Russia expressed “regret and concern” at news that Iran had begun enrichment operations at the Fordow bunker and criticized Tehran for ignoring the international community’s demands for a response to its concerns.
An official at the IAEA, the UN nuclear watchdog, said inspectors were expected to visit Iran soon to discuss their worries about possible military aspects to its nuclear program.
Japan took precautions in case it joins an international embargo on buying Iranian crude by asking Saudi Arabia and the United Arab Emirates to help it make up any shortfall.
Anxiety about the Iranian nuclear program helped push up oil prices, and Brent February crude rose 92 cents to $113.37 a barrel by 12:48 p.m. EST (1748 GMT)
Iran’s envoy to the International Atomic Energy Agency was scathing about reactions to Monday’s news, confirmed by the IAEA, that the Fordow site was enriching uranium – something Western powers say is aimed at developing nuclear arms, rather than the civilian uses that Iran asserts.
Noting that Fordow had been monitored by the IAEA for two years, Ali Asghar Soltanieh told Iran’s ISNA news agency that Western reaction had “political purposes.” The clerical leadership in Tehran, under pressure from sanctions that are disrupting the economy ahead of a parliamentary election, often accuses Western powers of seeking to overthrow it.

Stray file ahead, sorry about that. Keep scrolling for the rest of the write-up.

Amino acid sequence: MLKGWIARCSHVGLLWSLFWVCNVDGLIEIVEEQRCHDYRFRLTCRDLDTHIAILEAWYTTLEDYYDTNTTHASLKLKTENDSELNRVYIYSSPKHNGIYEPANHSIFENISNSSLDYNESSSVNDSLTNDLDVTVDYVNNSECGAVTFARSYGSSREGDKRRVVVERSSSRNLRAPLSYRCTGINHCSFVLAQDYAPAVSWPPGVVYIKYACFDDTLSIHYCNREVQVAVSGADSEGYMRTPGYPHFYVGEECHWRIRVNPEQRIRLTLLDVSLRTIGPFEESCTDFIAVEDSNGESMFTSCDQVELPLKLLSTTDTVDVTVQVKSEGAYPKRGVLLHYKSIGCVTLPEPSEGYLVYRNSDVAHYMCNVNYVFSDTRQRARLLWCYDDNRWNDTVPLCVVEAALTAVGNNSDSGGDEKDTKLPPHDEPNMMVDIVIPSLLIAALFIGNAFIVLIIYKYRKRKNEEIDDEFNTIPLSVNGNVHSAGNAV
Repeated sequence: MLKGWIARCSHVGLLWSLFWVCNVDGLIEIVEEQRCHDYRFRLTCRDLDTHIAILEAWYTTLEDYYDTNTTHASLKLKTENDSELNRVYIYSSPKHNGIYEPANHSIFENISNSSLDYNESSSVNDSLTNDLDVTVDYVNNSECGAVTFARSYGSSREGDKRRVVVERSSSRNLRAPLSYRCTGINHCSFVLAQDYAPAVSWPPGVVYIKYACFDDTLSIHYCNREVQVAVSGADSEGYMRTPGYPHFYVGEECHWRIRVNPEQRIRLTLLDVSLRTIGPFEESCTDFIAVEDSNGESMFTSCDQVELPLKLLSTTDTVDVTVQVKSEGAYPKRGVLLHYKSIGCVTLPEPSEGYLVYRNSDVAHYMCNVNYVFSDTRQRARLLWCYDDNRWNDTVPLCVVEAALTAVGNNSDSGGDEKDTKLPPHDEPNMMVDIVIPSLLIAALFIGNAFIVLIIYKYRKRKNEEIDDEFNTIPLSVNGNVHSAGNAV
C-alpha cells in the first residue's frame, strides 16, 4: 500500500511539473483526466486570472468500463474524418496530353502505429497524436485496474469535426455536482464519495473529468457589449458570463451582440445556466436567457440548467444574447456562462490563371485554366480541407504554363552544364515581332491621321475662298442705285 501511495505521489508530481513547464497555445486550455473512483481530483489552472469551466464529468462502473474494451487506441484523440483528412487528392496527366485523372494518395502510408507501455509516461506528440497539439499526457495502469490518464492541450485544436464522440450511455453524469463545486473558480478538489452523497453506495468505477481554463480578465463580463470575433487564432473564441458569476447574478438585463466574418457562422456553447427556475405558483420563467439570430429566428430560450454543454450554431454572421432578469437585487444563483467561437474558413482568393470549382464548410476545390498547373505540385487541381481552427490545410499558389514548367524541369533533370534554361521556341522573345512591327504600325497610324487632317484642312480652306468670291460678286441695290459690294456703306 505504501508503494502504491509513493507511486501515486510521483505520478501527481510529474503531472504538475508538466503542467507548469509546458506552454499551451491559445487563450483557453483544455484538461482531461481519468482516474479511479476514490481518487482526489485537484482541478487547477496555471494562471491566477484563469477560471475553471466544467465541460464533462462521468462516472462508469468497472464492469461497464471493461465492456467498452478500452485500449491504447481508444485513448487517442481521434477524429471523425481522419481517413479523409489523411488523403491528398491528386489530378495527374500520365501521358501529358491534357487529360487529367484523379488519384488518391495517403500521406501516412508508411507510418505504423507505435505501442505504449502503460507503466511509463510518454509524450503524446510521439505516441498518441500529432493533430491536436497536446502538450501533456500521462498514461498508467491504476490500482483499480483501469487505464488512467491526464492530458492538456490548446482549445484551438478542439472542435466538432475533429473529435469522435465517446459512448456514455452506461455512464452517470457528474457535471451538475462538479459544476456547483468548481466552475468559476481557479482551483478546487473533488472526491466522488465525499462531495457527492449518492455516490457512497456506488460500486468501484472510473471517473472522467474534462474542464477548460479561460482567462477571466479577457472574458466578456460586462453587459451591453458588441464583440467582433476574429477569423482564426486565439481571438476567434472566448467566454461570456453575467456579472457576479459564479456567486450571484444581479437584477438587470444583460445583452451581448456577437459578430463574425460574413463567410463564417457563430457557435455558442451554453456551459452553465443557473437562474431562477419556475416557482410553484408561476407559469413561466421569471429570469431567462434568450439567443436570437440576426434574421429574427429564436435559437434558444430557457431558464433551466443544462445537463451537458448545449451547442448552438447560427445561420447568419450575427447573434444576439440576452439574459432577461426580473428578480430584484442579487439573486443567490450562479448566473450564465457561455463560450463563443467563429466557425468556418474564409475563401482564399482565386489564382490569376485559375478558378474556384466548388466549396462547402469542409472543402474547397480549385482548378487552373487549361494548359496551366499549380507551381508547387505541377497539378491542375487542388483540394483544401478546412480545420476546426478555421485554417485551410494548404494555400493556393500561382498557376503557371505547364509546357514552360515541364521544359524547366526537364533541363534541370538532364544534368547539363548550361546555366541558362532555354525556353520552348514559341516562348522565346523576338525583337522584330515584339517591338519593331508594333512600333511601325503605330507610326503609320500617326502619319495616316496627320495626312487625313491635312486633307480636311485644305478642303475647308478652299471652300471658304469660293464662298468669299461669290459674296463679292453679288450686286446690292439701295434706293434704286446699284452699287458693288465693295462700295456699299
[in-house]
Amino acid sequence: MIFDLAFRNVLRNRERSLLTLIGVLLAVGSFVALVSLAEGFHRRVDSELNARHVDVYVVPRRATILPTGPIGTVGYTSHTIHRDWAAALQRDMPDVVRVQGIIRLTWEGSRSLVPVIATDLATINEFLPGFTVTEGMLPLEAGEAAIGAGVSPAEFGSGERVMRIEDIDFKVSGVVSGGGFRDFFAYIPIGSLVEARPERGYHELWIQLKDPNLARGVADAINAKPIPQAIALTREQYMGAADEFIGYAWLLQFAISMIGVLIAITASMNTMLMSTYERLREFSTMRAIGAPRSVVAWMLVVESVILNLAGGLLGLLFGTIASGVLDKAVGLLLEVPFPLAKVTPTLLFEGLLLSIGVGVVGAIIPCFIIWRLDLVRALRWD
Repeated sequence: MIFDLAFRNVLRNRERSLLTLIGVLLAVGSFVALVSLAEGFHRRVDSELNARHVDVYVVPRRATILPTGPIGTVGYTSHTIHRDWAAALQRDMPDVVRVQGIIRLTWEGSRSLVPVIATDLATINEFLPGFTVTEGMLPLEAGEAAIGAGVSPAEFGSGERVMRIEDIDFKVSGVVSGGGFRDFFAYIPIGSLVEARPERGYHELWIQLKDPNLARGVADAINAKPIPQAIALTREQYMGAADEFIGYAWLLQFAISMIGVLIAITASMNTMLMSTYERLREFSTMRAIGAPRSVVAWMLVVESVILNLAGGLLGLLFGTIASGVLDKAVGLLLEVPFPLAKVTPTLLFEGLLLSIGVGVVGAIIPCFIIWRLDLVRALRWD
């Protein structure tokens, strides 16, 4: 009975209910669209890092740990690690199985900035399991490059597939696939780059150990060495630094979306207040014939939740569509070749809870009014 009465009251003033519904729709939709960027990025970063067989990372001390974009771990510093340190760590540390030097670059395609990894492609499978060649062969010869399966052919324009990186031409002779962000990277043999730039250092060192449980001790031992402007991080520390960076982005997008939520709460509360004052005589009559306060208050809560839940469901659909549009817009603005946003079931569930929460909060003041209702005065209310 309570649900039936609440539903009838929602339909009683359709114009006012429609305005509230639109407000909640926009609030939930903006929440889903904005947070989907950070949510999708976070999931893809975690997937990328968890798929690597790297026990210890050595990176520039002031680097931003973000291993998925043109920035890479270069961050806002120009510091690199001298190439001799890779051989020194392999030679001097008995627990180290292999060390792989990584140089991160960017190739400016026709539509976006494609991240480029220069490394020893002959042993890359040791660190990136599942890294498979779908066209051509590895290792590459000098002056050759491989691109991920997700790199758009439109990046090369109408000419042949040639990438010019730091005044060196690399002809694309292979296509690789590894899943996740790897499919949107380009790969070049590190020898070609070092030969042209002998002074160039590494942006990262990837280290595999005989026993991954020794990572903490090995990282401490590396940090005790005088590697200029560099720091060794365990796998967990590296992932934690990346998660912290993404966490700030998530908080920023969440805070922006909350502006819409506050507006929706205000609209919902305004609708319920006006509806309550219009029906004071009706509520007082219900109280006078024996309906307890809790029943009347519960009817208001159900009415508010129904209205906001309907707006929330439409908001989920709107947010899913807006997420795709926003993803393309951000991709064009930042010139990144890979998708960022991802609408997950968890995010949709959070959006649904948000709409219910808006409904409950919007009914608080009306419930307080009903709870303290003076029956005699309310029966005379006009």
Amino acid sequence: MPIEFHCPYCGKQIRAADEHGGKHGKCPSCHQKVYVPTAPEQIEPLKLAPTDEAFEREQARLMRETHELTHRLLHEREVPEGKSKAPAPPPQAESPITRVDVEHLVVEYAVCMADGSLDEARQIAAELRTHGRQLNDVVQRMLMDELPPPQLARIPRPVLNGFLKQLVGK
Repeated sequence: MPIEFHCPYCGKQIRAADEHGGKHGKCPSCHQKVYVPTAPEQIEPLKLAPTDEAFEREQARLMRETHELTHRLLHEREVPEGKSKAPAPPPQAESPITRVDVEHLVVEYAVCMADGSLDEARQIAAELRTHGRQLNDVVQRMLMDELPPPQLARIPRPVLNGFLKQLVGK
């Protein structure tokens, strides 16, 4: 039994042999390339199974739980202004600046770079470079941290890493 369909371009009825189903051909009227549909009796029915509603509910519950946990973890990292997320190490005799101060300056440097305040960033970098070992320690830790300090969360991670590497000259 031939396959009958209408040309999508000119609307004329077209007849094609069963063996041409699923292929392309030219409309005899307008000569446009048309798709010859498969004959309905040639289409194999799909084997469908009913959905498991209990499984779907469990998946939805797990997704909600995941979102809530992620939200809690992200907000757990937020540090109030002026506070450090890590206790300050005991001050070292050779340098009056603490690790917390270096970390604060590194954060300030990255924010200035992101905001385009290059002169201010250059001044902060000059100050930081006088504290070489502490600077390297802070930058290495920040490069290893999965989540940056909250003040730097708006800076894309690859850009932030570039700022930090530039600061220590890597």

In Brussels, the European Union said it brought forward by a week, to January 23, a meeting at which foreign ministers from the bloc, which rivals China as Iran’s biggest customer for crude, are expected to confirm an embargo on oil purchases.
The 27 EU governments are still debating how quickly some of their ailing and oil-dependent economies can afford to drop a key supplier and find alternatives.
The change is officially to avoid a clash with an EU summit on January 30, but bringing the ministers’ meeting forward could speed a decision on when to impose the ban, following U.S. President Barack Obama’s New Year’s Eve move to stop payments to Iran for oil.
The Islamic Republic’s decision to carry out enrichment work deep underground at Fordow could make it much harder for U.S. or Israeli forces to carry out veiled threats to use force against Iranian nuclear facilities. That in turn could narrow a time window for diplomacy to avert any attack.
The U.S. State Department Monday called uranium enrichment at Fordow a “further escalation” of Iran’s “ongoing violations” of U.N. resolutions.
France called for measures of “unprecedented scale and severity” against Tehran. Germany and Britain also condemned it. Others, including Greece and Italy, which are bigger customers for Iranian oil, are seeking delays before cutting off imports.